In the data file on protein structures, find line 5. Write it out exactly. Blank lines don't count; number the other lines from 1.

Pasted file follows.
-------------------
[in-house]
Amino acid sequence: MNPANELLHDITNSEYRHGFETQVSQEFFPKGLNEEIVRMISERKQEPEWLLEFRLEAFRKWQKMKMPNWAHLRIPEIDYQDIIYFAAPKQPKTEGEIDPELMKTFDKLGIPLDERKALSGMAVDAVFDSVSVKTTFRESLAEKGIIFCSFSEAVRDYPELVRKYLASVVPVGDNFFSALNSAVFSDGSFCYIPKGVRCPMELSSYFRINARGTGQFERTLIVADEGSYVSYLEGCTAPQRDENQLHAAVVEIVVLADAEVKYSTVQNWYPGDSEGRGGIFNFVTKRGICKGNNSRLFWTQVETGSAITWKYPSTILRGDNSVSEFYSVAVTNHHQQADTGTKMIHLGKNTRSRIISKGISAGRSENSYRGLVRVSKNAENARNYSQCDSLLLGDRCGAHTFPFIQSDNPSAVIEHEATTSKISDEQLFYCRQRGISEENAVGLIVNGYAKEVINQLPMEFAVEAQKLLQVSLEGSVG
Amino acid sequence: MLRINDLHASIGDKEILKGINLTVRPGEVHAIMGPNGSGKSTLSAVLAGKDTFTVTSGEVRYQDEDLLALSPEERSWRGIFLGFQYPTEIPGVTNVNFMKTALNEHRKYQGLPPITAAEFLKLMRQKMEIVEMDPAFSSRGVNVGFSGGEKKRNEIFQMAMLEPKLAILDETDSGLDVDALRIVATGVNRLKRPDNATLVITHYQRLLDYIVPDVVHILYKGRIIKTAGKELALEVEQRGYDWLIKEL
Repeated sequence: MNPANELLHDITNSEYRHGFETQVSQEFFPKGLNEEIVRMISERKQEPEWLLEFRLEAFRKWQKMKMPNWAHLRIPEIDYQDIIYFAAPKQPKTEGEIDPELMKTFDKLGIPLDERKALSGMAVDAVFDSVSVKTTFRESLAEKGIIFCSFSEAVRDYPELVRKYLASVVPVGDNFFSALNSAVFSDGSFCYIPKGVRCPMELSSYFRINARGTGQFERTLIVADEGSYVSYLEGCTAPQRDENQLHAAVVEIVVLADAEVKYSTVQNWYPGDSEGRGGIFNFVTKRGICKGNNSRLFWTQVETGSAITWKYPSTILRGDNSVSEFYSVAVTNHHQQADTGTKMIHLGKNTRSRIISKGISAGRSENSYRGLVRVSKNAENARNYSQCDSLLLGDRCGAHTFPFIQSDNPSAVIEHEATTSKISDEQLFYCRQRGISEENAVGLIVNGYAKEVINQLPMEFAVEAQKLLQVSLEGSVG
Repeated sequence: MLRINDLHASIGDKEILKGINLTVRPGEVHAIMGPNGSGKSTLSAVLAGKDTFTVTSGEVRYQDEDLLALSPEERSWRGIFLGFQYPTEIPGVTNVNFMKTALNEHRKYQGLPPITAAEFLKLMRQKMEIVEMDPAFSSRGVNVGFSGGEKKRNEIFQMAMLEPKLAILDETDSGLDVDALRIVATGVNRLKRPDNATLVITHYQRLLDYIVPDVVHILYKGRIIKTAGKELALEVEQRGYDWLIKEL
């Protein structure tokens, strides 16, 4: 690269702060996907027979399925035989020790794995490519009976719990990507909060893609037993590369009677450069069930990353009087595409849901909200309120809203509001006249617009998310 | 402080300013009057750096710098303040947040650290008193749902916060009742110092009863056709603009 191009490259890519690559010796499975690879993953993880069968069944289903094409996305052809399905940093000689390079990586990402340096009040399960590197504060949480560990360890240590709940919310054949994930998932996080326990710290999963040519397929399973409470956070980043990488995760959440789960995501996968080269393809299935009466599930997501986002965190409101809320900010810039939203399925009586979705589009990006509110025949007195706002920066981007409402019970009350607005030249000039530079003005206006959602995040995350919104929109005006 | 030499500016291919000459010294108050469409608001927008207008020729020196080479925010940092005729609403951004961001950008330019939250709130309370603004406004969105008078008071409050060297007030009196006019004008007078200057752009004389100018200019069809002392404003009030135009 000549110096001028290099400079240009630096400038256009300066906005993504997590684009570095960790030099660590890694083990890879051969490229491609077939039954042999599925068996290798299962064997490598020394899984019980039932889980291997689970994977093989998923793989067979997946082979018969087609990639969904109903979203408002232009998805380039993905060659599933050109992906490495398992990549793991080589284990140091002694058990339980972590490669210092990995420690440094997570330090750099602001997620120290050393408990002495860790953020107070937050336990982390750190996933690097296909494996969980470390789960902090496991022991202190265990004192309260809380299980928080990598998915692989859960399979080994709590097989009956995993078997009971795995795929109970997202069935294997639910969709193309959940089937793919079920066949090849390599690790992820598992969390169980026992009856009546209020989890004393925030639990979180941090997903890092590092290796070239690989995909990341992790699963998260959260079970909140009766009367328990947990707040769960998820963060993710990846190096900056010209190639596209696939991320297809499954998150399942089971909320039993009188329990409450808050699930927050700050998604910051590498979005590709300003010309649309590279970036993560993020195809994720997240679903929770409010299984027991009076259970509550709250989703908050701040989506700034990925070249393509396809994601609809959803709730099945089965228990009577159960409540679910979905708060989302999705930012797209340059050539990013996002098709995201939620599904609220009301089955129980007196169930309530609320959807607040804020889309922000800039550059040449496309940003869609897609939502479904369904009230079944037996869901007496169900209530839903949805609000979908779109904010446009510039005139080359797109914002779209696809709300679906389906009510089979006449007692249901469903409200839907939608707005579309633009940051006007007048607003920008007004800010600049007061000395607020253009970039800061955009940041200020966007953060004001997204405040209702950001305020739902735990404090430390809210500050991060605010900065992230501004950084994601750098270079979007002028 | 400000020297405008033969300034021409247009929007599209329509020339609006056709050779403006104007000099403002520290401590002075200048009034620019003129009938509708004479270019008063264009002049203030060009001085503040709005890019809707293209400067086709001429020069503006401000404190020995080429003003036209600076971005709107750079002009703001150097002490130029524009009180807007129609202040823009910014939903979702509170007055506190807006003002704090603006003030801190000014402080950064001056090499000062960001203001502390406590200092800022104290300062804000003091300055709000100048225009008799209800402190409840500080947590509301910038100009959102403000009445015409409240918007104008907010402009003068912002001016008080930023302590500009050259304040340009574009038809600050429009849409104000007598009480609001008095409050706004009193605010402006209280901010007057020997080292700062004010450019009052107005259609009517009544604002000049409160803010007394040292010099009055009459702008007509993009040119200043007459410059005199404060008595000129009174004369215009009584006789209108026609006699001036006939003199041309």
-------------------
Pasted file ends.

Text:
Repeated sequence: MLRINDLHASIGDKEILKGINLTVRPGEVHAIMGPNGSGKSTLSAVLAGKDTFTVTSGEVRYQDEDLLALSPEERSWRGIFLGFQYPTEIPGVTNVNFMKTALNEHRKYQGLPPITAAEFLKLMRQKMEIVEMDPAFSSRGVNVGFSGGEKKRNEIFQMAMLEPKLAILDETDSGLDVDALRIVATGVNRLKRPDNATLVITHYQRLLDYIVPDVVHILYKGRIIKTAGKELALEVEQRGYDWLIKEL